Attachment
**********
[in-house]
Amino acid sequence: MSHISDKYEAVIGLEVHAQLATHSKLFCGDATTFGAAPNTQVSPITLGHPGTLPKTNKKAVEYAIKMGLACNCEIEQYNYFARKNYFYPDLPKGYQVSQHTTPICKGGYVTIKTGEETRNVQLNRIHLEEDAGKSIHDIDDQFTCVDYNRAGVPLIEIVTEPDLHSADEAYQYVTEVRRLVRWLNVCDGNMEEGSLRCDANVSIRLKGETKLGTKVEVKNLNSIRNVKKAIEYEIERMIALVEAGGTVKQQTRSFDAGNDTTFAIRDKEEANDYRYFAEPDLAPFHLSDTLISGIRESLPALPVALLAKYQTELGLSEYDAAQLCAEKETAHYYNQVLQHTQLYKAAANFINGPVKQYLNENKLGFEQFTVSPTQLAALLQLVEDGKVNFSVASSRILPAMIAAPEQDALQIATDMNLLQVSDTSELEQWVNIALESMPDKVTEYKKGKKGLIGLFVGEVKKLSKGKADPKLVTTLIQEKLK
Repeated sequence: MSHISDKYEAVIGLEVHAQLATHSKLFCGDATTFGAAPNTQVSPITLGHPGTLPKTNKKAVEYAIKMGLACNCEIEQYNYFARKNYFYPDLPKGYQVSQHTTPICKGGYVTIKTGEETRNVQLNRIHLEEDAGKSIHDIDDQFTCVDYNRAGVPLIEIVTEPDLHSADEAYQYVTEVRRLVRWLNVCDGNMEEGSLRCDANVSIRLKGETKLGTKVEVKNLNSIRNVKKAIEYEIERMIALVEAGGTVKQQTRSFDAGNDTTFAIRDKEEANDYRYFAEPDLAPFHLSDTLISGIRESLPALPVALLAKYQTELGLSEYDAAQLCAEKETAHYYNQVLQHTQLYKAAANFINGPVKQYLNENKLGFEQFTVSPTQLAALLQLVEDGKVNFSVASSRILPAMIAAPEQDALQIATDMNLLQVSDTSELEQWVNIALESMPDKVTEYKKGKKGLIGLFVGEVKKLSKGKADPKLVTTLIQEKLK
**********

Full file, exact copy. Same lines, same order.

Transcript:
[in-house]
Amino acid sequence: MSHISDKYEAVIGLEVHAQLATHSKLFCGDATTFGAAPNTQVSPITLGHPGTLPKTNKKAVEYAIKMGLACNCEIEQYNYFARKNYFYPDLPKGYQVSQHTTPICKGGYVTIKTGEETRNVQLNRIHLEEDAGKSIHDIDDQFTCVDYNRAGVPLIEIVTEPDLHSADEAYQYVTEVRRLVRWLNVCDGNMEEGSLRCDANVSIRLKGETKLGTKVEVKNLNSIRNVKKAIEYEIERMIALVEAGGTVKQQTRSFDAGNDTTFAIRDKEEANDYRYFAEPDLAPFHLSDTLISGIRESLPALPVALLAKYQTELGLSEYDAAQLCAEKETAHYYNQVLQHTQLYKAAANFINGPVKQYLNENKLGFEQFTVSPTQLAALLQLVEDGKVNFSVASSRILPAMIAAPEQDALQIATDMNLLQVSDTSELEQWVNIALESMPDKVTEYKKGKKGLIGLFVGEVKKLSKGKADPKLVTTLIQEKLK
Repeated sequence: MSHISDKYEAVIGLEVHAQLATHSKLFCGDATTFGAAPNTQVSPITLGHPGTLPKTNKKAVEYAIKMGLACNCEIEQYNYFARKNYFYPDLPKGYQVSQHTTPICKGGYVTIKTGEETRNVQLNRIHLEEDAGKSIHDIDDQFTCVDYNRAGVPLIEIVTEPDLHSADEAYQYVTEVRRLVRWLNVCDGNMEEGSLRCDANVSIRLKGETKLGTKVEVKNLNSIRNVKKAIEYEIERMIALVEAGGTVKQQTRSFDAGNDTTFAIRDKEEANDYRYFAEPDLAPFHLSDTLISGIRESLPALPVALLAKYQTELGLSEYDAAQLCAEKETAHYYNQVLQHTQLYKAAANFINGPVKQYLNENKLGFEQFTVSPTQLAALLQLVEDGKVNFSVASSRILPAMIAAPEQDALQIATDMNLLQVSDTSELEQWVNIALESMPDKVTEYKKGKKGLIGLFVGEVKKLSKGKADPKLVTTLIQEKLK